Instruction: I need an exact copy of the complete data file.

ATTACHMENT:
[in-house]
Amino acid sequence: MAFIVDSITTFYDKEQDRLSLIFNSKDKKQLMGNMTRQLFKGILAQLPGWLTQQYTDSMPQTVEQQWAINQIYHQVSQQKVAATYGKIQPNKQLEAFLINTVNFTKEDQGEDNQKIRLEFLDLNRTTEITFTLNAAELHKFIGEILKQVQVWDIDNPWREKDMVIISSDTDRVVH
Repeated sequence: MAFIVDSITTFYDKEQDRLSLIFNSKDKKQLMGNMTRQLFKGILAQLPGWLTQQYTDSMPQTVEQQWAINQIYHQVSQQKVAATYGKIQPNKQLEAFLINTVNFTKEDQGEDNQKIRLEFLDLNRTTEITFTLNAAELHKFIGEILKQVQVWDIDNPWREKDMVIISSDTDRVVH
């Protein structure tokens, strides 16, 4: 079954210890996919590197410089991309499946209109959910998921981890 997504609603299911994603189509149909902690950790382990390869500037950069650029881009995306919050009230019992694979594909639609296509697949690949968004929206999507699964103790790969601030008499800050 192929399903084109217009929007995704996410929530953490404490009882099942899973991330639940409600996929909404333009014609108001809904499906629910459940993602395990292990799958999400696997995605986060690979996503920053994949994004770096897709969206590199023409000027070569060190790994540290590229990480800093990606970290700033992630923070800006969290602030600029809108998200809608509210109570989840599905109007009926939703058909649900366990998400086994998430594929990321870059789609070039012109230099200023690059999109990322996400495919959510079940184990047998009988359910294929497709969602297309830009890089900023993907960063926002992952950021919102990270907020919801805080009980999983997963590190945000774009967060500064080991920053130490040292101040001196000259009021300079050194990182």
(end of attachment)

[in-house]
Amino acid sequence: MAFIVDSITTFYDKEQDRLSLIFNSKDKKQLMGNMTRQLFKGILAQLPGWLTQQYTDSMPQTVEQQWAINQIYHQVSQQKVAATYGKIQPNKQLEAFLINTVNFTKEDQGEDNQKIRLEFLDLNRTTEITFTLNAAELHKFIGEILKQVQVWDIDNPWREKDMVIISSDTDRVVH
Repeated sequence: MAFIVDSITTFYDKEQDRLSLIFNSKDKKQLMGNMTRQLFKGILAQLPGWLTQQYTDSMPQTVEQQWAINQIYHQVSQQKVAATYGKIQPNKQLEAFLINTVNFTKEDQGEDNQKIRLEFLDLNRTTEITFTLNAAELHKFIGEILKQVQVWDIDNPWREKDMVIISSDTDRVVH
């Protein structure tokens, strides 16, 4: 079954210890996919590197410089991309499946209109959910998921981890 997504609603299911994603189509149909902690950790382990390869500037950069650029881009995306919050009230019992694979594909639609296509697949690949968004929206999507699964103790790969601030008499800050 192929399903084109217009929007995704996410929530953490404490009882099942899973991330639940409600996929909404333009014609108001809904499906629910459940993602395990292990799958999400696997995605986060690979996503920053994949994004770096897709969206590199023409000027070569060190790994540290590229990480800093990606970290700033992630923070800006969290602030600029809108998200809608509210109570989840599905109007009926939703058909649900366990998400086994998430594929990321870059789609070039012109230099200023690059999109990322996400495919959510079940184990047998009988359910294929497709969602297309830009890089900023993907960063926002992952950021919102990270907020919801805080009980999983997963590190945000774009967060500064080991920053130490040292101040001196000259009021300079050194990182």